Just before 8 on a Friday night, when Orchestra Hall would normally be buzzing, the lobby was quiet. The doors were locked, the lights low, the escalator still. No ushers, no bartenders, no ticket-holders.

But onstage, musicians readied themselves for a concert.

String players fiddled with their bows and double-checked their scores. They wore black slacks and shiny black shoes. Bow ties that no audience would see.

At 8:05 p.m., the lights went down and the musicians grew quiet.

As guest conductor Juanjo Mena stepped onstage, followed by piano soloist Kirill Gerstein, the players cheered and stomped their feet. Mena motioned to Gerstein, and he began playing Rachmaninoff’s Concerto No. 2, its bell-like chords resounding in the empty hall.

But across Minnesota and beyond, people were listening.

“Welcome to Orchestra Hall for a live, history-in-the-making broadcast with the Minnesota Orchestra,” host Melissa Ousley began Classical Minnesota Public Radio’s live broadcast of the March 13 concert, which also included Dmitri Shostakovich’s Symphony No. 7, known as the Leningrad Symphony. A recording of that concert is now available online.

Earlier that week, as officials warned against crowds of 1,000, then 500, then 250, the Minnesota Orchestra, like so many arts organizations statewide, made the call to cancel or postpone weeks of performances. Still, they toyed with the idea of playing for radio, for the last time for who knows how long.

“We had been working in close quarters all week, anyway,” said Andrew Chappell, bass trombone, before the concert began. “It seemed like a reasonable thing to do and a meaningful thing to do for the community.”

The orchestra rehearses and records in the empty hall. But performing a concert without an audience is a little eerie, Chappell said. “We’re going to miss them ... but that’s why we’re doing this, right?”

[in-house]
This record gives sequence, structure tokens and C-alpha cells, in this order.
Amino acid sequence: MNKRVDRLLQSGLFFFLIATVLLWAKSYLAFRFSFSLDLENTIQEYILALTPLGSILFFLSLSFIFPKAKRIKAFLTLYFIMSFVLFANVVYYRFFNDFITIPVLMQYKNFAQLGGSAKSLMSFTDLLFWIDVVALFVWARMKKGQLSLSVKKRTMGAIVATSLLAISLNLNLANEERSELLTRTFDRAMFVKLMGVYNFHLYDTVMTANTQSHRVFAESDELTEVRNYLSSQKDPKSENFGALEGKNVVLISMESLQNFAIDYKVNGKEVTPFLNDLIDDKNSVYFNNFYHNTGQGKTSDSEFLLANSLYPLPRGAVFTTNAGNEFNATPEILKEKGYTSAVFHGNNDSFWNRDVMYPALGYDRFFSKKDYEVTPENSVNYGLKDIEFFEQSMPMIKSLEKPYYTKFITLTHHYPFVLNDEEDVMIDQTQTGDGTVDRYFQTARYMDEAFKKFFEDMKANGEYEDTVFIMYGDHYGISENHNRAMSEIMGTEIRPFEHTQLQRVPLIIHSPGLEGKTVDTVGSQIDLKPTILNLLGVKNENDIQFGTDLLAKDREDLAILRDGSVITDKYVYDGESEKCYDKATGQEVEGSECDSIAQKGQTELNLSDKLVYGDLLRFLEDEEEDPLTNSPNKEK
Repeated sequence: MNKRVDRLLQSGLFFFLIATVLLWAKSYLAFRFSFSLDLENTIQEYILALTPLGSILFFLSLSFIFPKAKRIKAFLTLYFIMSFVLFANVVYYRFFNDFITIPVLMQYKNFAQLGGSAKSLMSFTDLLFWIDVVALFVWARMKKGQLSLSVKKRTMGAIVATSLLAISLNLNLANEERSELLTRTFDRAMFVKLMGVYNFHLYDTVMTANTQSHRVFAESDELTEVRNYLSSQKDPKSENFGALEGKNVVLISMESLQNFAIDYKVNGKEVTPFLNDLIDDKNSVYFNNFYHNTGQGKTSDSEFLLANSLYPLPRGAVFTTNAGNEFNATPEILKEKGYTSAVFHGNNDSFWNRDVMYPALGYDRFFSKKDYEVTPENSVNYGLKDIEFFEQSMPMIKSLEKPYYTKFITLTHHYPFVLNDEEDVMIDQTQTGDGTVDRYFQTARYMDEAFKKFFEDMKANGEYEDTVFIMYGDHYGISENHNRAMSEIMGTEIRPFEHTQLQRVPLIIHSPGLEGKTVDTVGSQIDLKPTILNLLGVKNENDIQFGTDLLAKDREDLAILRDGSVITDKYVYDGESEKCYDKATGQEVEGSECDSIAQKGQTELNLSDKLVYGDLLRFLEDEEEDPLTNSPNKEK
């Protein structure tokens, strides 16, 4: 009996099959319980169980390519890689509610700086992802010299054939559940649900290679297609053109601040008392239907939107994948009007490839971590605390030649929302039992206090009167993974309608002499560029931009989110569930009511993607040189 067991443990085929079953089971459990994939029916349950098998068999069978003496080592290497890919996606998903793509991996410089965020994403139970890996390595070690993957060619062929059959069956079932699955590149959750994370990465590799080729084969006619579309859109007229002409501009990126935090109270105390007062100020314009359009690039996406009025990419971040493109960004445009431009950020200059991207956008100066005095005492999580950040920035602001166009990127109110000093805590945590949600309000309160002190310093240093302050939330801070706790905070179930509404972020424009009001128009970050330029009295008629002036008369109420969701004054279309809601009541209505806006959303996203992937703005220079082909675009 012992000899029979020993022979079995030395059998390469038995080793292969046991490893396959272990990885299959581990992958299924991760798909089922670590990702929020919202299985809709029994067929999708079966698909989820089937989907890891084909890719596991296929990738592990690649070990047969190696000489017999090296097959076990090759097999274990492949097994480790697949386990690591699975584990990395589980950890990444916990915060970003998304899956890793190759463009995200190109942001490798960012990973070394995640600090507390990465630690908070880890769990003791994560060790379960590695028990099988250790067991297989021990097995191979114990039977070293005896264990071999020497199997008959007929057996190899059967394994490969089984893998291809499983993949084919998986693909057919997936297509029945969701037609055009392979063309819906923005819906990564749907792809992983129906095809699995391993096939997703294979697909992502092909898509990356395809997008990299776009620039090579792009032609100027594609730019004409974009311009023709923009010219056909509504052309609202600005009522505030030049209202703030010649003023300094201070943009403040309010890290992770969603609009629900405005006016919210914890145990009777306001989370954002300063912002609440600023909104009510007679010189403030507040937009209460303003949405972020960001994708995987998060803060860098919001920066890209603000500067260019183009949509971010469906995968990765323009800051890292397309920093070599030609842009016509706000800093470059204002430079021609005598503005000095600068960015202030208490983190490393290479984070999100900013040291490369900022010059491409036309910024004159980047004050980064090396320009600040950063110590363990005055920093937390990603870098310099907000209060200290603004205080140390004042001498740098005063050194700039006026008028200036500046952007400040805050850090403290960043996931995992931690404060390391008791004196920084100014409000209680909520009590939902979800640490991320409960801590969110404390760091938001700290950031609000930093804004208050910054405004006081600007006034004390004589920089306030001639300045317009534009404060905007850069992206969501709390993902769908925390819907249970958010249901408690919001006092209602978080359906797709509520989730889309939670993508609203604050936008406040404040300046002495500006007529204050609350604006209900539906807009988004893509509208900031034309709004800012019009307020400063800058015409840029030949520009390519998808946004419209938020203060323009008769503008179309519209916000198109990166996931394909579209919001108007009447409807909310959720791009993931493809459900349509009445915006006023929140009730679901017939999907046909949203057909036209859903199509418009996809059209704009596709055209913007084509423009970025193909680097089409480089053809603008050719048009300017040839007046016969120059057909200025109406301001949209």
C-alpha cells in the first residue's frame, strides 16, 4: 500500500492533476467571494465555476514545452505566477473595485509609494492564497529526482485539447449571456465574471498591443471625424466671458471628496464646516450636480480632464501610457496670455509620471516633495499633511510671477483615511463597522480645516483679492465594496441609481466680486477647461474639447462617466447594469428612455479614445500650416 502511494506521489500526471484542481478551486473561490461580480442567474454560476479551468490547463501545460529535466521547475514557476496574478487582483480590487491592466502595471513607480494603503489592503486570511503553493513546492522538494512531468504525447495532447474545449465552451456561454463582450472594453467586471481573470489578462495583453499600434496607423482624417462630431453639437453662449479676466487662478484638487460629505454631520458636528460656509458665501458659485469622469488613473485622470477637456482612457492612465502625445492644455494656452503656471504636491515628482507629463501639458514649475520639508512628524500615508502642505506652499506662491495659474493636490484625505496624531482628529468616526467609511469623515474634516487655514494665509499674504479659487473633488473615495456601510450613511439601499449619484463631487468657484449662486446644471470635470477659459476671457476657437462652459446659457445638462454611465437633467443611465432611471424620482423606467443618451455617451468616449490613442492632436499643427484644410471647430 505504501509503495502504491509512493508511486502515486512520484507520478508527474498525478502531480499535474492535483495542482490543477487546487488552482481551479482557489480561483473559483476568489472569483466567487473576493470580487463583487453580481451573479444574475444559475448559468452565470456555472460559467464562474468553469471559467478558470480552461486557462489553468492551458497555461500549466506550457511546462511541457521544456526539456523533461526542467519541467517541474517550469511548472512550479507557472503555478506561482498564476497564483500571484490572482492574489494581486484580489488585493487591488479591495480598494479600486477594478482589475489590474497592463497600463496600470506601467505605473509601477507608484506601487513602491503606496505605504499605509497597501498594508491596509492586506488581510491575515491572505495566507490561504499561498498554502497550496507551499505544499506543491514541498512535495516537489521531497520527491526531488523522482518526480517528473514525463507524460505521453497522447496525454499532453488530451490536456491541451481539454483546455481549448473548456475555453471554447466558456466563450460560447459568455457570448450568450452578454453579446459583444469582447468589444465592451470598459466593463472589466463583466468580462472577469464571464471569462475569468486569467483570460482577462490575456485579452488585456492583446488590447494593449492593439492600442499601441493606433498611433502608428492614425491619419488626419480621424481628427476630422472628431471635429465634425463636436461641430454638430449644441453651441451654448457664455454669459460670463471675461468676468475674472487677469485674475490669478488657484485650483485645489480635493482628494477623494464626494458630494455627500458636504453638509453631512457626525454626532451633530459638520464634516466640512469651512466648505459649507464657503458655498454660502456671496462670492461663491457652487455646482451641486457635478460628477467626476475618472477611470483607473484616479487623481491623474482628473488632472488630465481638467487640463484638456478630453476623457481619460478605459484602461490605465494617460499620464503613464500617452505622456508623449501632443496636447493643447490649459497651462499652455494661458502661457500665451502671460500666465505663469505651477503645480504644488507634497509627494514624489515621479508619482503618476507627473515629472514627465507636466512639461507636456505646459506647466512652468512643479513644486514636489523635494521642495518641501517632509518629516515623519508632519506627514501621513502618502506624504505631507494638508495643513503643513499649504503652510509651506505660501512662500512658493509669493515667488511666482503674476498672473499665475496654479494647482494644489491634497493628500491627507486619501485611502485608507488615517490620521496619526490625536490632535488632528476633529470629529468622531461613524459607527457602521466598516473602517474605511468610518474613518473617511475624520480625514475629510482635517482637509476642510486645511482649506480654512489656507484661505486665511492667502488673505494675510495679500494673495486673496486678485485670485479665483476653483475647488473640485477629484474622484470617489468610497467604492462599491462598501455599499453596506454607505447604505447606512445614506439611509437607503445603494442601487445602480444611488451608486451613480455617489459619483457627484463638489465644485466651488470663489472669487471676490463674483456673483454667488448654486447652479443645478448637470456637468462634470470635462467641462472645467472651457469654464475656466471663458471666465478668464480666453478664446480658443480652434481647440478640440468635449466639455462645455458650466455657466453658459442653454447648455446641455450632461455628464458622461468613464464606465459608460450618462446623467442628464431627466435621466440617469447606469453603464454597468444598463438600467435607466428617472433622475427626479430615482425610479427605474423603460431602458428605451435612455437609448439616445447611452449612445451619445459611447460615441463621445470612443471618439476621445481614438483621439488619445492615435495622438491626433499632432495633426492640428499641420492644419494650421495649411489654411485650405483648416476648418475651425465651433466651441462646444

The room, which seats 2,000, wasn’t completely bare. A dozen staffers spread out in rows and balconies.

Among them was CEO Michelle Miller Burns, who arrived in a puffy parka and a backpack, her face tight. A musician bounded up to her, giving her a forearm bump and making her laugh. This tiny audience had been instructed to clap loudly for the sake of the larger audience listening. The musicians, too, were told to applaud.

During the concerto’s second movement, up in the recording booth, Ousley was receiving a flurry of e-mails from colleagues and listeners, thanking her for the special broadcast. On Twitter, listeners checked in from Minneapolis and St. Paul, Boulder, Colo., and Boston.

“It’s a powerful thing we can do when people can’t go anywhere,” she said. “There are so many things people can’t do right now. We can do this.”

Of course, the hollow hall made her a little nervous. A live broadcast depends on “the enthusiasm and sound of the audience,” Ousley said. A big finish deserves a big round of applause. But she was impressed by the musicians’ cheering at the concert’s start.

“They made more noise than I expected,” said Craig Thorson, the MPR engineer at the board. “You know, those polite musicians.”

It was strange, he noted, not to hear people rustle and cough. Between the concerto’s first and second movements, there wasn’t a single errant clap.

Listeners couldn’t see Mena as he coaxed Gerstein with a slow extension of his wrist. But they could hear his playing deepen. They couldn’t see Gerstein throw his right hand back as he finished the concerto, popping up off the bench. But they could hear the players holler.

Flutist Adam Kuenzel, in the audience, pumped his fists in the air.

Then came Shostakovich’s longest and most famous symphony, which he wrote during World War II as the Germans shelled Leningrad. It requires eight horns, six trumpets, six trombones and tuba. Half the brass section played from the balcony. Through three movements over 70 minutes, the musicians journeyed from lightness to darkness, from sorrow to hope. The players felt the parallels. The symphony, Kuenzel said later, “expresses the anguish that the world is just beginning to feel from this pandemic.”

The symphony ends, at the last second, in C major, in triumph.

“Landing in the key of C major, that was the Leningrad Symphony No. 7 by Dmitri Shostakovich,” Ousley told her listeners, “played tonight by the Minnesota Orchestra, with about 12 people in the audience.”

They couldn’t see it to know for sure, but they could hear her smiling.